2. DammitJanet

    DammitJanet Well-Known Member Staff Member

    Hey there.

    I want to welcome you to the board. I know the board will be slow right now because its the holiday but wanted you to know you are so not alone. Most of us here came here because we had little tyrants. They acted that way for various reasons but they were driving us all crazy.

    I really doubt it was anything you did or didnt do that caused him to be this way. Sure we all could have done some things different in hindsight but beating ourselves up never helped anyone. Your son is 4, you couldnt have done but so much wrong...lol.

    My advice would be to start with your pediatrician and tell him you would like a referral to someone who evaluates children with behavioral or neurological disorders. The best way to get this done in one fell swoop would be a multidisciplinary evaluation at a childrens hospital if you can arrange that. If not, getting him seen by a childrens psychiatrist, a childrens neurologist and a speech pathologist would be a good start.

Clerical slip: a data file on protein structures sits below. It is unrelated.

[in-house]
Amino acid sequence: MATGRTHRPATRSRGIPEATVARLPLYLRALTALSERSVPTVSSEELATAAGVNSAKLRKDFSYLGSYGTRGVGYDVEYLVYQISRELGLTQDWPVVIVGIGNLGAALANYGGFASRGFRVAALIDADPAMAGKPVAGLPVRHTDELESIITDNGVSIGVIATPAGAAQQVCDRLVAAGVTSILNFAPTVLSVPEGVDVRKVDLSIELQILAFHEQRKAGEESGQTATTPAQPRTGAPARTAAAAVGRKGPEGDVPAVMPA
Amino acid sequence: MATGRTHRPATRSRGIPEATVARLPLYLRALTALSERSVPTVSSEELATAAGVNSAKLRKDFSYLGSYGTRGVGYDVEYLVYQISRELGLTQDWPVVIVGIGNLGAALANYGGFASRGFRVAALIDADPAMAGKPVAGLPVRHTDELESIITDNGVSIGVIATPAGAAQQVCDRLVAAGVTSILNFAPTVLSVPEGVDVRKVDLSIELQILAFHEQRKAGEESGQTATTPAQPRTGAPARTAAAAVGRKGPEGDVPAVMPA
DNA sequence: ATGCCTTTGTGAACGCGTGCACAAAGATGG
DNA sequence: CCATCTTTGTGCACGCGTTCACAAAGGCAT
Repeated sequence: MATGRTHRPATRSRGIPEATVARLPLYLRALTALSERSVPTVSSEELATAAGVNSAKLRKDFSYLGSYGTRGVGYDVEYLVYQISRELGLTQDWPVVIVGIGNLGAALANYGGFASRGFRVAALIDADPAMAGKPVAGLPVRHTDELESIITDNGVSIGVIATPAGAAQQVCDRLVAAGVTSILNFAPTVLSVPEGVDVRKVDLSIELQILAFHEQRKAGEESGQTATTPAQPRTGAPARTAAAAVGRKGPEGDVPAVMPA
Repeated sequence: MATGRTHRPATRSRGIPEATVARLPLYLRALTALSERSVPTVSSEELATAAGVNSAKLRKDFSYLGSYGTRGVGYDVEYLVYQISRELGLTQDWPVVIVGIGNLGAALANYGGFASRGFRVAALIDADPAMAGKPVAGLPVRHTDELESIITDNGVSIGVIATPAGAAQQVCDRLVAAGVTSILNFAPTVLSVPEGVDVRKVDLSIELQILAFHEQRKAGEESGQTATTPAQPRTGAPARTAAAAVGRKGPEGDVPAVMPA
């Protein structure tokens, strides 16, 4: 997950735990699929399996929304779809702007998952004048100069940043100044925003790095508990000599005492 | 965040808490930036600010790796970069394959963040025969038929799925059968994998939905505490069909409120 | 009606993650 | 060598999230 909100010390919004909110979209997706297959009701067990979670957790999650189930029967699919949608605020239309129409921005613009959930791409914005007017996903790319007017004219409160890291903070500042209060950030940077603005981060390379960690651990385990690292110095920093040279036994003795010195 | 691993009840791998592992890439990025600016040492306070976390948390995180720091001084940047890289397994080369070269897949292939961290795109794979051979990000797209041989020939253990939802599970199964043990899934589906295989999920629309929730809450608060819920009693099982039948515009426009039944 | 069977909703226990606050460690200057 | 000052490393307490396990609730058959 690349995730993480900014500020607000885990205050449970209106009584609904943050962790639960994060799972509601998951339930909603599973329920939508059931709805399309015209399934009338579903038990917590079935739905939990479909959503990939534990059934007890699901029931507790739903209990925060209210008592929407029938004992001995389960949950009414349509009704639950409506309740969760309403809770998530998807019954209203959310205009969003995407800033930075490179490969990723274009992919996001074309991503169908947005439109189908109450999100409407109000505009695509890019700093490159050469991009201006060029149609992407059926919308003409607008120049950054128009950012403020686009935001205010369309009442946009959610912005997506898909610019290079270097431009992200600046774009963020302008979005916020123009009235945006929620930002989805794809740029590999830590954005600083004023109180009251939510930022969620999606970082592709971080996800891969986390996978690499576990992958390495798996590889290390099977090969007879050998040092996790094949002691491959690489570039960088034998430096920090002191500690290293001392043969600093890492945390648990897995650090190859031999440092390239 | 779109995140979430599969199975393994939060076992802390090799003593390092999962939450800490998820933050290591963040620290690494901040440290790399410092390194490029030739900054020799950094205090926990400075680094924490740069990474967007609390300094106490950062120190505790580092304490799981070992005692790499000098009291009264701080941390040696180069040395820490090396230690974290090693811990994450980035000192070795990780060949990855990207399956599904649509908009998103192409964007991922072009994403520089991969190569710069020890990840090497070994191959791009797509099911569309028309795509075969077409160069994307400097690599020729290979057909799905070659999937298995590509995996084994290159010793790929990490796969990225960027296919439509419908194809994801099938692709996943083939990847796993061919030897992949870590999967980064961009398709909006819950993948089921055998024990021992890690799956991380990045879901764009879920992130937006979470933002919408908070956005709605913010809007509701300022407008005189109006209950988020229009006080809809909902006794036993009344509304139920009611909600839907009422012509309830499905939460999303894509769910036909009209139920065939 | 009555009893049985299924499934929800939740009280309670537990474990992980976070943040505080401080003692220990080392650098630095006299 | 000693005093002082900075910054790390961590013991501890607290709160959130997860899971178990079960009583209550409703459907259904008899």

I would also get a jump start with the schools and ask for an evaluation thru them because you will probably have problems when he goes to school. Look in our Special Education section on how to do this.

    Read the posts here. They are full of valuable information. Check out the archives too.

    If you have questions, please feel free to PM (private message) members because we are a wonderful and knowledgeable bunch of people. We are all just moms but we have traveled this road before you and know some of the bumps.

    Again, Welcome! Happy Thanksgiving.
  3. Ltlredhen

    Ltlredhen New Member

    Hi and welcome,